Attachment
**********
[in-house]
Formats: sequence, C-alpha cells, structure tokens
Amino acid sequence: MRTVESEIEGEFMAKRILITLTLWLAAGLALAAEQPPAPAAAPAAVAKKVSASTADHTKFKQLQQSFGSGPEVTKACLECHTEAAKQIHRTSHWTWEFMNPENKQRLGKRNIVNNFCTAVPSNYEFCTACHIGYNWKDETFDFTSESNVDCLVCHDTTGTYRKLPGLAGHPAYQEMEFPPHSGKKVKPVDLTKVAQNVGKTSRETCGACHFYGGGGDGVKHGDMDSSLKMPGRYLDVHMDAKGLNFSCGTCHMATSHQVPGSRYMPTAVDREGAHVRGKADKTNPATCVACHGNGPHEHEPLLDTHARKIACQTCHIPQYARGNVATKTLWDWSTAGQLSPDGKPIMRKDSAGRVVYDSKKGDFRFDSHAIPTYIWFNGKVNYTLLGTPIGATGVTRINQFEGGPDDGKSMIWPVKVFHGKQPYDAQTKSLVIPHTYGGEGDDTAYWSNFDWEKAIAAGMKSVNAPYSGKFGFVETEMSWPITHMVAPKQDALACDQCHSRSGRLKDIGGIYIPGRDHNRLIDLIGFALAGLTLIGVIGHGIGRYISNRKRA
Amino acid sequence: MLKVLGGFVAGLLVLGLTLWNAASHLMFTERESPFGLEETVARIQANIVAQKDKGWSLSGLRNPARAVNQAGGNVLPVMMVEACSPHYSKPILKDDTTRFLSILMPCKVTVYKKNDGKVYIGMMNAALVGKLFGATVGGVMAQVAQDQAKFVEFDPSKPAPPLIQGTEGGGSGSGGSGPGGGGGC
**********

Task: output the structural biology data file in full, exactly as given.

[in-house]
Formats: sequence, C-alpha cells, structure tokens
Amino acid sequence: MRTVESEIEGEFMAKRILITLTLWLAAGLALAAEQPPAPAAAPAAVAKKVSASTADHTKFKQLQQSFGSGPEVTKACLECHTEAAKQIHRTSHWTWEFMNPENKQRLGKRNIVNNFCTAVPSNYEFCTACHIGYNWKDETFDFTSESNVDCLVCHDTTGTYRKLPGLAGHPAYQEMEFPPHSGKKVKPVDLTKVAQNVGKTSRETCGACHFYGGGGDGVKHGDMDSSLKMPGRYLDVHMDAKGLNFSCGTCHMATSHQVPGSRYMPTAVDREGAHVRGKADKTNPATCVACHGNGPHEHEPLLDTHARKIACQTCHIPQYARGNVATKTLWDWSTAGQLSPDGKPIMRKDSAGRVVYDSKKGDFRFDSHAIPTYIWFNGKVNYTLLGTPIGATGVTRINQFEGGPDDGKSMIWPVKVFHGKQPYDAQTKSLVIPHTYGGEGDDTAYWSNFDWEKAIAAGMKSVNAPYSGKFGFVETEMSWPITHMVAPKQDALACDQCHSRSGRLKDIGGIYIPGRDHNRLIDLIGFALAGLTLIGVIGHGIGRYISNRKRA
Amino acid sequence: MLKVLGGFVAGLLVLGLTLWNAASHLMFTERESPFGLEETVARIQANIVAQKDKGWSLSGLRNPARAVNQAGGNVLPVMMVEACSPHYSKPILKDDTTRFLSILMPCKVTVYKKNDGKVYIGMMNAALVGKLFGATVGGVMAQVAQDQAKFVEFDPSKPAPPLIQGTEGGGSGSGGSGPGGGGGC